When working inside screen over ssh in the Mac OS X Terminal application, it for some reason always hangs after the computer has slept. There’s seems to be no way to resurrect it, other than closing the Terminal and opening a new one, letting the old ssh connection die in loneliness.
However, this problem is avoided by either not using screen (magically, a “normal” ssh connection doesn’t hang the Terminal), or by using autossh to automatically restart a lost connection. I decided to try out the latter option.
I’m daily using my Terminal for both coding and talking to people over IRC. Both of these actions are carried out on a remote server inside a screen session. It’s really annoying when opening my computer after it has slept and I have to start a whole new session starting with opening a new Terminal, ‘ssh firstname.lastname@example.org’, logging in and reattaching the screen. It’s not much, but it’s enough to annoy you if you have to do it tens of times a day.
Autossh came to my rescue. Autossh is a wrapper around the normal ssh, periodically polling the ssh connection to see if it’s lost. The usage is really simple; instead of saying ‘ssh email@example.com’ you simply say ‘autossh -M portnr firstname.lastname@example.org’. The portnumber is used for polling the underlying ssh connection.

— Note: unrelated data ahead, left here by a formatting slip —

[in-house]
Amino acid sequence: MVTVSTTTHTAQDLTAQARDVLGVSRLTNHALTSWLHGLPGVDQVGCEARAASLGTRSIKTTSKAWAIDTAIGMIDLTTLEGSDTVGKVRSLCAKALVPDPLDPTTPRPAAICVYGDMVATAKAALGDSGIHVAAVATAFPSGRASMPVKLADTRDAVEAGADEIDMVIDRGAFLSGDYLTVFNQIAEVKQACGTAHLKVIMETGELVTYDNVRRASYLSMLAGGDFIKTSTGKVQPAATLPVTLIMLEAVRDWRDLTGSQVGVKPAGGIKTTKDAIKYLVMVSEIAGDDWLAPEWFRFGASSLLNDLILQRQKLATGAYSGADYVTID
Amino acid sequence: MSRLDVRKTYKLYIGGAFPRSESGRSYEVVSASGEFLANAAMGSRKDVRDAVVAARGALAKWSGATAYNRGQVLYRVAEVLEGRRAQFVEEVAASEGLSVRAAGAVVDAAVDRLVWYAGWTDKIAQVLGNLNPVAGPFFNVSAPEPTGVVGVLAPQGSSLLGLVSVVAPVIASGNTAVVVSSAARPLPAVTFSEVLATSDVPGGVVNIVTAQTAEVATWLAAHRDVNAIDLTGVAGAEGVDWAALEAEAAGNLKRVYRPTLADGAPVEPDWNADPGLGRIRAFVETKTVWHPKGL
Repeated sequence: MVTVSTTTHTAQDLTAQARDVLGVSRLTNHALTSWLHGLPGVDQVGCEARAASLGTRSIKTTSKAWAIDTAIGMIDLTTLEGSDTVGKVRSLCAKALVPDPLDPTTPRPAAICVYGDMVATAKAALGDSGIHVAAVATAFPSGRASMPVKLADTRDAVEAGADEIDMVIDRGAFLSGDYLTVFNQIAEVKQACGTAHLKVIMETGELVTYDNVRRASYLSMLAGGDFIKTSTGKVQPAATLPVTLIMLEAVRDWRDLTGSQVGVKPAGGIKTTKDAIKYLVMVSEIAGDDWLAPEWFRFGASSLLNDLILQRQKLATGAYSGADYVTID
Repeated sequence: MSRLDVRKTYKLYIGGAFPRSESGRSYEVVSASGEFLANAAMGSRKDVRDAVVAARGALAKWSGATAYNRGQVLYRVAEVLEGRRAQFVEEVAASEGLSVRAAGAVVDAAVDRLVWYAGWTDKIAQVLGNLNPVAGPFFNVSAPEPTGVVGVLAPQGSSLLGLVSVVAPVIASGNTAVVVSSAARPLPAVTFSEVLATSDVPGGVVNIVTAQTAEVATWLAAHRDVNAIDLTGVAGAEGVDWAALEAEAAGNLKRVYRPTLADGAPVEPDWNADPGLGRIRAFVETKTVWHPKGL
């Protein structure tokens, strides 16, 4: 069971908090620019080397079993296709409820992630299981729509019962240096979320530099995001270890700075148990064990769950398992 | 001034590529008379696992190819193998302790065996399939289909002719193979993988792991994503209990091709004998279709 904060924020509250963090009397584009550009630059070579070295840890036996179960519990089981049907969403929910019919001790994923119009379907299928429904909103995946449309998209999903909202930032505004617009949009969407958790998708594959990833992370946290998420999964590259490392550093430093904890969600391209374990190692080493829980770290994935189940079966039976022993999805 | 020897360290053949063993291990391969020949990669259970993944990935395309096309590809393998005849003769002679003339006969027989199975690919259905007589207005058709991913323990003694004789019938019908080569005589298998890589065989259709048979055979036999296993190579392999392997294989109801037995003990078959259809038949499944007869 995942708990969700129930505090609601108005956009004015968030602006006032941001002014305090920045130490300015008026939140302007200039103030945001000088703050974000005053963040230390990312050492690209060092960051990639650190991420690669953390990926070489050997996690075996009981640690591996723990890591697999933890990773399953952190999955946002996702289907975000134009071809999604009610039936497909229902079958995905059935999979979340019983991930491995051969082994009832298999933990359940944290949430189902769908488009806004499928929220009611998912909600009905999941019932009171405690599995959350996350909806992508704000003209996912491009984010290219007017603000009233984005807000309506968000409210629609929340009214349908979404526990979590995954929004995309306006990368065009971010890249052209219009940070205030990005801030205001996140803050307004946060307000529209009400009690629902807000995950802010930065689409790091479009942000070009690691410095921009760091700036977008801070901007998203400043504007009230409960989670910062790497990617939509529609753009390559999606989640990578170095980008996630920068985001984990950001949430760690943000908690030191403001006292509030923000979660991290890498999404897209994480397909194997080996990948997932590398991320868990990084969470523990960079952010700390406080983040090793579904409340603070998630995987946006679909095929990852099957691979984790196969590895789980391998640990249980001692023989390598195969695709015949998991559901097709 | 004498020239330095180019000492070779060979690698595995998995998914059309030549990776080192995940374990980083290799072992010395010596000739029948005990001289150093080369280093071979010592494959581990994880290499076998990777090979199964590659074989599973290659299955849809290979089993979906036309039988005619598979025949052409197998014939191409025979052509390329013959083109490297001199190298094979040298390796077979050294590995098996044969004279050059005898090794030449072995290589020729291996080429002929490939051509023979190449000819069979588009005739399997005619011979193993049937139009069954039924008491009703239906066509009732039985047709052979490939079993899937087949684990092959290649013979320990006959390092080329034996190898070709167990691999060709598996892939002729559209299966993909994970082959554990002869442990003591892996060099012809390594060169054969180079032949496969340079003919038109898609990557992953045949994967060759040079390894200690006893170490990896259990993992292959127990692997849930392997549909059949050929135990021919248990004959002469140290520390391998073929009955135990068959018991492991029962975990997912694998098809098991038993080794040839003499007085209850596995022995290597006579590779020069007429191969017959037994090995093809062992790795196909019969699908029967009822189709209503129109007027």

So fine, I solved the main problem, the Terminal hanging. But that wasn’t enough. Writing my username and password all the time was really getting to my nerves, so I solved that by using DSA keys for ssh authentication. But even that was not enough. Writing ‘email@example.com’ as parameter to autossh was annoying, so I set up a config file for ssh, defining a host ‘remote’ that I configured to use my username and the DSA key that I just created.
Ok, I’m getting there. But still I didn’t like the fact that I had to ‘arrow up’ or write ‘screen -dr’ every time autossh reconnected. So I simply added ‘screen -dr’ to my .bash_profile on the remote server. This way, when autossh reconnects, my remote bash automatically reattaches the screen session, and all I have to do when awakening my Mac is to wait for autossh to realize that the connection has been lost. Tick tack, and I’m inside my screen session again.